Bottom Line: the sort of off-the-wall app that might be played at Hogwarts if Harry, Ron and Hermione had to trouble themselves with something as mundane as math problems.
Mystery Math Town is definitely the first math app to feature talking portraits like something out of a Harry Potter movie. Artgig Apps, makers of Marble Math and other favorites, has outdone themselves with their latest. It's part math drills, part seek and find game and totally engaging. Kids ages five and up should find this both fun and challenging. Parents should rejoice that finally there is a way to get kids to want to do more math.
The aim of this app is to help a tiny ghost find fireflies in jars left in rooms of the town's homes. By solving math equations using numbers collected from libraries, parlors and roof-top garrets within the houses, players can move throughout the somewhat creepy Gothic and Victorian homes to find the glowing flies. There's a fairly involved backstory about the town and its inhabitants and an instruction page on how to play as well as some strategic tips.
The app supports multiple player profiles. Each player enters his or her name and gets to make an avatar by sliding facial parts across the screen. There are French berets, lush mustaches, buck teeth and other fun combinations of features to try out. Parents can adjust each profile to target the skills on which their child should work. Addition and subtraction offer 1-10, 11-20, and 21-50 and multiplication gives an option to stick to the easy 1, 2, 5 and 10 tables or go for the whole 1-10 shebang. It's nice to see so much thought in even the preliminaries, and this exercise gives a hint as to the overall high quality of the app.
Houses must be searched one at a time. There are some great rooms to discover in the attics and dungeon-like basements. Players can move from room to room through doors, windows and by going up and down stairs and ladders. Many fun sound effects are heard by tapping objects in the rooms and the portraits are a hoot. In addition to collecting fireflies, math wizards can revisit the humble abodes and collect gold coins in order to fill their personal gallery with talking portraits who offer fun facts about the town and its residents.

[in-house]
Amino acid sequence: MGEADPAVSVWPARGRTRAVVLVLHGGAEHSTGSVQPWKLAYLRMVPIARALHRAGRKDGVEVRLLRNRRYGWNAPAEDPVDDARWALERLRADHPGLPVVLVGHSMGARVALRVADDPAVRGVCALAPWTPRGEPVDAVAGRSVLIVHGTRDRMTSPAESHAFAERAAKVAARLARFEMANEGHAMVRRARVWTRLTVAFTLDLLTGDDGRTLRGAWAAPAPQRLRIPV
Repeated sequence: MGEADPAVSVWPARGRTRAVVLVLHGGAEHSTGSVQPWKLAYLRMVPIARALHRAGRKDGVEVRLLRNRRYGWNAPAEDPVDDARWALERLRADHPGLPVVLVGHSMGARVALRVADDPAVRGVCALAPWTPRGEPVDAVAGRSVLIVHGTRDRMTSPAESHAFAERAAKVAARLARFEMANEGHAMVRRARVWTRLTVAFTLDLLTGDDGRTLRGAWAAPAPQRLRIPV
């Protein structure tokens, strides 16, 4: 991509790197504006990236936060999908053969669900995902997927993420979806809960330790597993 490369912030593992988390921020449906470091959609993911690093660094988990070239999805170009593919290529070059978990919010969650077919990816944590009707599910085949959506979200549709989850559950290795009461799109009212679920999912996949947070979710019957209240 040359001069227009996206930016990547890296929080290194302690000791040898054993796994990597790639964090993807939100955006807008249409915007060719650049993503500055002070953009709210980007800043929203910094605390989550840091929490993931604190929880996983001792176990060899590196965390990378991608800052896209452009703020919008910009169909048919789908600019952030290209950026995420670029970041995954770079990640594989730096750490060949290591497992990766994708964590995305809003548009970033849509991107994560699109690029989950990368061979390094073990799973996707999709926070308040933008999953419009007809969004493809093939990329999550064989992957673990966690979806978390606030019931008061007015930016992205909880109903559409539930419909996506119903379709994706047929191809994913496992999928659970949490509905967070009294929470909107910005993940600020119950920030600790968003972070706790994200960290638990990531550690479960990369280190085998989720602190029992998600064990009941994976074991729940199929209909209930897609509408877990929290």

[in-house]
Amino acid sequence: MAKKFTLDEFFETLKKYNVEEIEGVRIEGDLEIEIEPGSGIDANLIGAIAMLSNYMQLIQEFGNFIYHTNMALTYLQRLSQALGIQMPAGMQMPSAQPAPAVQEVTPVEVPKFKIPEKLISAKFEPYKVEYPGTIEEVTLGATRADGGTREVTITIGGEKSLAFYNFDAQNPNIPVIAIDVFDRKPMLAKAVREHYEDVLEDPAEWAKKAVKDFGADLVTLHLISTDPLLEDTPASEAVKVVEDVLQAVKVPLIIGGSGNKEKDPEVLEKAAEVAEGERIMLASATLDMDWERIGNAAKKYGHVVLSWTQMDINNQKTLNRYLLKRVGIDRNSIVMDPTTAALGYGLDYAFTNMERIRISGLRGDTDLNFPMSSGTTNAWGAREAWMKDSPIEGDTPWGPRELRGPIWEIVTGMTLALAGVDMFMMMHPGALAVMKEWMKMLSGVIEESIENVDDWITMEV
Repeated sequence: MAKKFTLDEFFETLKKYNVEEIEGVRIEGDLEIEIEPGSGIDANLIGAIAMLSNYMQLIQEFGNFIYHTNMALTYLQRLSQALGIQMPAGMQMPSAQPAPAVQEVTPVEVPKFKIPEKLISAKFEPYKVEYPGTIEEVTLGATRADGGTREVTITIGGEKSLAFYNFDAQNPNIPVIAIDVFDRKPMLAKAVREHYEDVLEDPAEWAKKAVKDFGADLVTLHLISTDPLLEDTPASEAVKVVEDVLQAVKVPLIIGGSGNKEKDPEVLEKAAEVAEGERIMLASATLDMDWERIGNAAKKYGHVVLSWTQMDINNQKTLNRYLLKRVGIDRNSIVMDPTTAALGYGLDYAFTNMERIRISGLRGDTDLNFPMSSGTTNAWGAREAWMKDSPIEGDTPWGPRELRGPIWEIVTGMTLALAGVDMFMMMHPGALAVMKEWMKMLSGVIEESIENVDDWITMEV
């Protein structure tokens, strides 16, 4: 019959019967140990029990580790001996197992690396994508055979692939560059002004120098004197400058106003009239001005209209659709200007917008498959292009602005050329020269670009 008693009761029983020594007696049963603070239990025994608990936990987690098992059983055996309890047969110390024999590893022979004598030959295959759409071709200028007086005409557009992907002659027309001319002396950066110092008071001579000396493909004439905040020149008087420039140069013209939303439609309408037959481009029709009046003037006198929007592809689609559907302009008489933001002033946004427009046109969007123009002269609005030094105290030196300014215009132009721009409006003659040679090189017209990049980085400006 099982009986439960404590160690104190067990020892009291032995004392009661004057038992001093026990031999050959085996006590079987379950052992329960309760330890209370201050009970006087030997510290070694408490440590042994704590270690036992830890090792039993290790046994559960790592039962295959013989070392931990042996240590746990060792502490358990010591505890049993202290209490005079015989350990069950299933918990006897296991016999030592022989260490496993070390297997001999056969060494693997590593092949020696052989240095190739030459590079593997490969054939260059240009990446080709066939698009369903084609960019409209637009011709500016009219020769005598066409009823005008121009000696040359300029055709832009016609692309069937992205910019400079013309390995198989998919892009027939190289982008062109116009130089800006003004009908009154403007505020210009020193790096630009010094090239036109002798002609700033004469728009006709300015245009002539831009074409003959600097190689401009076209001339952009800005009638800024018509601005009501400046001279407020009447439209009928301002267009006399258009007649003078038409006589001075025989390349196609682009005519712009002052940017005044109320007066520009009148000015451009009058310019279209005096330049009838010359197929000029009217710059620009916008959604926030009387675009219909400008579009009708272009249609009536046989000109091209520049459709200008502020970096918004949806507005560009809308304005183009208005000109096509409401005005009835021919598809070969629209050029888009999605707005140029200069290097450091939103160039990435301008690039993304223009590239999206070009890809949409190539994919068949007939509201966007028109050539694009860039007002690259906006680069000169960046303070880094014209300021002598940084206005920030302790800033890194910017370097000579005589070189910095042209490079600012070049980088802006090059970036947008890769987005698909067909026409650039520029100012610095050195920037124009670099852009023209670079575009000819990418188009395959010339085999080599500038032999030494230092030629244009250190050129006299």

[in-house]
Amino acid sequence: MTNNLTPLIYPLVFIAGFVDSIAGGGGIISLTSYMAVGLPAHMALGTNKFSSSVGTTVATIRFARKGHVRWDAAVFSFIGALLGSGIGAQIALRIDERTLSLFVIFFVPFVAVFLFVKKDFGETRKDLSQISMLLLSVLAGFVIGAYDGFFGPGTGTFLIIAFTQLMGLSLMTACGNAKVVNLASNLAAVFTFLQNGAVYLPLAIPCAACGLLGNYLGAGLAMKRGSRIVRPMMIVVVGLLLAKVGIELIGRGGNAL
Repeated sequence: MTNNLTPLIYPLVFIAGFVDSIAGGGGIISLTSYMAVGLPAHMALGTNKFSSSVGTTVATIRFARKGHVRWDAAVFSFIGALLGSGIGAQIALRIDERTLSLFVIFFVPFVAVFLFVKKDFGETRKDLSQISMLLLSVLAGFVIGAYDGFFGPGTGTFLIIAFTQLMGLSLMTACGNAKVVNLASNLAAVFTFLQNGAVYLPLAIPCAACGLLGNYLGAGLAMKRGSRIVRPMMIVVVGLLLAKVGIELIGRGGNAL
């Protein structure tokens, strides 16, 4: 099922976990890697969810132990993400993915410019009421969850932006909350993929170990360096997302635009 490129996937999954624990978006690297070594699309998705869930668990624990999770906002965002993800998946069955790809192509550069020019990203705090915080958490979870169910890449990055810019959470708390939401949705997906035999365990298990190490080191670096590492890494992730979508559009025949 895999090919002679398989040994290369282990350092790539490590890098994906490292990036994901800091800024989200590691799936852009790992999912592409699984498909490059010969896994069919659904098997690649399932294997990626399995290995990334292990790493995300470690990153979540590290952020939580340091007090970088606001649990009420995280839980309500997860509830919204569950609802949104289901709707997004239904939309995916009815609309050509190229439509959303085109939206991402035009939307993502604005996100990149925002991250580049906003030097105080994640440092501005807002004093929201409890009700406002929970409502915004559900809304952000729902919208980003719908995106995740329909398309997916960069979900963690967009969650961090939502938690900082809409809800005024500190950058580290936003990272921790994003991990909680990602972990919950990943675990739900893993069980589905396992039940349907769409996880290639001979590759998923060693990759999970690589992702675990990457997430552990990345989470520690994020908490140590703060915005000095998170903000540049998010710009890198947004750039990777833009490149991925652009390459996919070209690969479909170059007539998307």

The math problems start off easy with the numbers needed to solve the equation always readily available. As play advances, there are times when problems can be solved in multiple ways and the possibility of not having the right numbers at all exists. If a player gets stuck, he can use a lifeline or swap the numbers in his drawer for some better ones. In addition to regular digits, the settings allow an option to include dice and tallies. This makes the game even more challenging.
One thing I like about this game as opposed to Marble Math is that success is based on the strength of the player's mathematical thinking not his adeptness at tilting an iPad. There is no time pressure to solve the problems which is also a plus in my opinion. The game is interesting enough that the math problems don't seem like a chore. The sounds effects and overall moody setting in this dark hillside town almost made me forget I was doing math. I do wish there was a more difficult mode using multiple signs in a single equation as order of operations is important and older students would have math more in keeping with their capabilities.
Math is a necessary evil for school age kids. The only way to get better at math is to do math, so any app that makes the drudgery of problem after problem less onerous is a winner in my book. With Mystery Math Town Artgig Studios has wisely created a game that happens to use math rather than a math game. It's an important distinction as kids would in most cases prefer to do a quick worksheet full of problems rather than suffer through a plodding game fueled by math. This game even has replay value as ghostbusters get to go back for coins after they get all 50 jars of flies.
Jill Goodman wonders what nasty concoction awaits the poor caged fireflies and where the current residents of math town are hiding as there seems to be nobody at home. smartappsforkids.com was paid a priority-review fee to complete this review in an expedited manner.